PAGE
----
Misuse of the Death Penalty
Pardon me for doing it this way, but I must open with an off-topic note.
Donald Trump is no longer President of the United States and he never will be again.
He is currently being used by Conservatives as a totem to gather forces around other potential candidates and for the purposes of raising money in future endeavors. He is also being used by some on the Left as a target of derision. For myself and others he is nothing more than a permanent scar upon our history.
Aside from the obvious fact that he is a real presence in history and must remain so, my personal opinion is that we should do everything possible to limit all references to him, otherwise.
This is, however, not an instance where that will be possible.
During his term in office, and particularly towards the end of that term, Donald Trump and his Attorney General, William Barr, skirted the US justice system in many ways that chill knowledgeable Americans. Many do not care. Many are unaware. Some are very much in favor of what they did.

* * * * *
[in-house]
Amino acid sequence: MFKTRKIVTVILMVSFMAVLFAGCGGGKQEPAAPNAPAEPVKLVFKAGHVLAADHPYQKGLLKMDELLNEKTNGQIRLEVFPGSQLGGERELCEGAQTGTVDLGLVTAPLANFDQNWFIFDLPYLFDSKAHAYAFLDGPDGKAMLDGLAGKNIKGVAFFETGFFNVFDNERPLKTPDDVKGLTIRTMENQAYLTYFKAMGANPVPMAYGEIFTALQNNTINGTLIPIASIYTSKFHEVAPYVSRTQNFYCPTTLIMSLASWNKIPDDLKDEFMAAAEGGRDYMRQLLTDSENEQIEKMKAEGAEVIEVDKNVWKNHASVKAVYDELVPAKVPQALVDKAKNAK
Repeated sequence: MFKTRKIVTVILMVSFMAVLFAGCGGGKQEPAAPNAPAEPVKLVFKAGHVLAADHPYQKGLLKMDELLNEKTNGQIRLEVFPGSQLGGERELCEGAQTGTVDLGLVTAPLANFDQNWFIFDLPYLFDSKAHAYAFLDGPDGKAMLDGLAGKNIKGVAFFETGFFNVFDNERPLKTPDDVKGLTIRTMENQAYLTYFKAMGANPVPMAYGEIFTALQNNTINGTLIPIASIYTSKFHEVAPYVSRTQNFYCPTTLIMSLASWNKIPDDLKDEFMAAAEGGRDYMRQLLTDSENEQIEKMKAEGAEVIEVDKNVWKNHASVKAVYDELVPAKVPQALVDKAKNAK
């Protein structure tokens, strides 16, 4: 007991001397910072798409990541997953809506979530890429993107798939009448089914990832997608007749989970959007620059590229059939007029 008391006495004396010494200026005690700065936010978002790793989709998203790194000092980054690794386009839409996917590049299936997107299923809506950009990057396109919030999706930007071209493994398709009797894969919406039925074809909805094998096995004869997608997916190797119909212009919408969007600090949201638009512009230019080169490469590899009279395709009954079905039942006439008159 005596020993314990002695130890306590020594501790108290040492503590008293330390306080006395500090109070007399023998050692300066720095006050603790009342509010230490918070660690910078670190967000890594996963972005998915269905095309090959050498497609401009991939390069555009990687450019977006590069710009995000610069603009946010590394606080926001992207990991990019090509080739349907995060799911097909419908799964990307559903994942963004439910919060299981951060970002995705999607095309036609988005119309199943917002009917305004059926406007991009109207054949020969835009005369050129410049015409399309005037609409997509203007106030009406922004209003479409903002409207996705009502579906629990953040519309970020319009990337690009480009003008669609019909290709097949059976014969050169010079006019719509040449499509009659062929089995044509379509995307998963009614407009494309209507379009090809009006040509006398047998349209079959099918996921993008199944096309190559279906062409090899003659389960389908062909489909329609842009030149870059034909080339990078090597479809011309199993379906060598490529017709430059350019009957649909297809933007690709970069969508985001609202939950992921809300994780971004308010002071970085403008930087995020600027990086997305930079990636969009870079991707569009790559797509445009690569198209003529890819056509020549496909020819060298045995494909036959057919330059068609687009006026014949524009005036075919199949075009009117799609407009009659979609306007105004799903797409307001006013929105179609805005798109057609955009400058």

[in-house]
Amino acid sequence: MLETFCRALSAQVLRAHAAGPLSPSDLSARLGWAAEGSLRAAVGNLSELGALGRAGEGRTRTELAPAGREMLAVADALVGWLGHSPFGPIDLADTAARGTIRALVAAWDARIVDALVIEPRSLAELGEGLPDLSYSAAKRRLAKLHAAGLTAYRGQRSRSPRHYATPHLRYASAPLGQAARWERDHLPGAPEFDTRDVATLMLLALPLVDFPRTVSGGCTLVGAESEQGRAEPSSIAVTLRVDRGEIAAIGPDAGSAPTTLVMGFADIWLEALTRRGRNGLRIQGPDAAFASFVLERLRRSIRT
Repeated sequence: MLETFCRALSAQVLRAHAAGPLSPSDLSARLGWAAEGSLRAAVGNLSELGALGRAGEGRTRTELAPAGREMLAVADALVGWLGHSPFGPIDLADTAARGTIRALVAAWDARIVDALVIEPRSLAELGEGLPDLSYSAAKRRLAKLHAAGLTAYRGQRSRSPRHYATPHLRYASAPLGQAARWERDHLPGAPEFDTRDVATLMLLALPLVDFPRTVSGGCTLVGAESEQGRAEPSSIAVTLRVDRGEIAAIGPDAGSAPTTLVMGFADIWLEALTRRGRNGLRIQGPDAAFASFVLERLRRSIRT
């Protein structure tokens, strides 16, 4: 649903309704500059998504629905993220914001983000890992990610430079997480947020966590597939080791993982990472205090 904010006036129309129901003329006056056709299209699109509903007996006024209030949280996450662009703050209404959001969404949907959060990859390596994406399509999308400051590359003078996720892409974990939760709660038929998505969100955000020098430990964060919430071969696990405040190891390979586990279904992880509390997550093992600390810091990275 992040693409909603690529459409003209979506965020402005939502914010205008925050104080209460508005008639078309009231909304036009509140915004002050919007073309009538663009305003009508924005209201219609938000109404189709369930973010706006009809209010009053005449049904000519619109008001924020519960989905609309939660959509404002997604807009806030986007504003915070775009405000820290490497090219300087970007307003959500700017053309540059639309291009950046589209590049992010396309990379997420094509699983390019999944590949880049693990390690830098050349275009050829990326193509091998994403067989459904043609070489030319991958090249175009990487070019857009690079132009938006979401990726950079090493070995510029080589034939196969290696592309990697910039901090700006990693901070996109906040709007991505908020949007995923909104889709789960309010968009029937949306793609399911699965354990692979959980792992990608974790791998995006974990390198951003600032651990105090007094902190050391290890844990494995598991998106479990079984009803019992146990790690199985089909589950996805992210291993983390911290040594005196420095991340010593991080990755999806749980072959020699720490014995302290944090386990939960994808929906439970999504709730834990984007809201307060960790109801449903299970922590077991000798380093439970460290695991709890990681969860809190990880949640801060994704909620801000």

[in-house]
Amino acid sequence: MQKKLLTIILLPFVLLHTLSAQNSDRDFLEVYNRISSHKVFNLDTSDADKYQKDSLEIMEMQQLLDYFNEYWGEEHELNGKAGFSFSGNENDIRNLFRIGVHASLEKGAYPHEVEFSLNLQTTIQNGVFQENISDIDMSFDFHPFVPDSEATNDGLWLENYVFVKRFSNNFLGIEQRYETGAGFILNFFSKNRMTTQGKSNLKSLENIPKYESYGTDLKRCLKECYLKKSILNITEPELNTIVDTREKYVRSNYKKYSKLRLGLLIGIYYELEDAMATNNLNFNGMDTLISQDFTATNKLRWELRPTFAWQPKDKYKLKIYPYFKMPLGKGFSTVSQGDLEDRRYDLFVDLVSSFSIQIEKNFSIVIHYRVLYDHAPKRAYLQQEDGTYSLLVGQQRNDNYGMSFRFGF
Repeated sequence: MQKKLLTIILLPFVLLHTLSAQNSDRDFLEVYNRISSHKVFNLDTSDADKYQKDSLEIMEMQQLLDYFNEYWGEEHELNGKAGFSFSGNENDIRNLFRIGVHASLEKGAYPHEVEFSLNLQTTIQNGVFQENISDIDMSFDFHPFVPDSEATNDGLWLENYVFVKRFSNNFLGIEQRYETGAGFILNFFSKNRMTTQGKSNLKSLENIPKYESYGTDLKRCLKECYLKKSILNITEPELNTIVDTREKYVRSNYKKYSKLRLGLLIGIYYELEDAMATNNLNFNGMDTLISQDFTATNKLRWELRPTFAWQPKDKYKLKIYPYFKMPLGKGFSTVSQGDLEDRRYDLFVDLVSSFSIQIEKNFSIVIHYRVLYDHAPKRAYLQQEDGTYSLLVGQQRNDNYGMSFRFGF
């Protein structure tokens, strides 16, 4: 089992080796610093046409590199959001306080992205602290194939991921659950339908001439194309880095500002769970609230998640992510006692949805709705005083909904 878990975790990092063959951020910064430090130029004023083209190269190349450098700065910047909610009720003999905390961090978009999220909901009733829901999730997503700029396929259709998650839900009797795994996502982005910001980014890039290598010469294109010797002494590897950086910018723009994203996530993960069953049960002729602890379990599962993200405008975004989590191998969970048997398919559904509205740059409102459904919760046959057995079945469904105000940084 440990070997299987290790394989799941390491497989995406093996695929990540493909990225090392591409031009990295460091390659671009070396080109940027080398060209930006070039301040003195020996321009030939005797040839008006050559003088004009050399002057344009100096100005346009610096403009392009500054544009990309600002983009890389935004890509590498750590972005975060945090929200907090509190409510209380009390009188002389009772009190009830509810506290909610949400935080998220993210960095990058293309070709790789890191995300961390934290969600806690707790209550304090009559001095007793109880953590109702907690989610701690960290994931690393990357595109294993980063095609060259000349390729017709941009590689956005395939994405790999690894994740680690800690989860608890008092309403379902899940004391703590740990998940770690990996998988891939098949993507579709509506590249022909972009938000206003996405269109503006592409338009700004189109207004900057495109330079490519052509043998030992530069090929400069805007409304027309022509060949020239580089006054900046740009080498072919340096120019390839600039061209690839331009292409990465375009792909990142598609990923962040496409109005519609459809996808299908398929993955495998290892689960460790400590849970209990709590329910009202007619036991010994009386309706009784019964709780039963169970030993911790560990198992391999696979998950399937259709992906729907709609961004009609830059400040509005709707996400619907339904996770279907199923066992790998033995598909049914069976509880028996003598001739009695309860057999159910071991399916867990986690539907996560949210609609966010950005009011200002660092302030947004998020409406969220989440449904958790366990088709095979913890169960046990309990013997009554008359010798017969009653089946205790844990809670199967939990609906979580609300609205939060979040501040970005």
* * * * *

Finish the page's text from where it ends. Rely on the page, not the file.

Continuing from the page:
But many who may have supported some of these actions, if they knew what took place, might still question what occurred in light of how these actions could have an effect upon their own lives in the near future.
One very important case in point is the manner in which the criminal justice system was manipulated and in particular how it was abused in terms of the death penalty. In many instances, inmates on Federal death row were executed on the President’s order while their appeals were pending.
Let me repeat that:
In many instances, inmates on Federal death row were executed on the President’s order while their appeals were pending.
At no time in modern US history had this ever taken place and at no time in our history had it ever taken place on purpose.
The death penalty, by executive order, is the ultimate authoritarian power. When used extra-judicially in this manner it becomes an autocratic power. When used repetitively, as was done during the Trump administration, it establishes not only a pattern but a precedent.
Unless these actions are publicly examined and excoriated; unless those who enacted these actions are held accountable for them — namely Mr. Trump, Mr. Barr and whomever else may have been involved in the Bureau of Prisons — they are potentially liable to be repeated.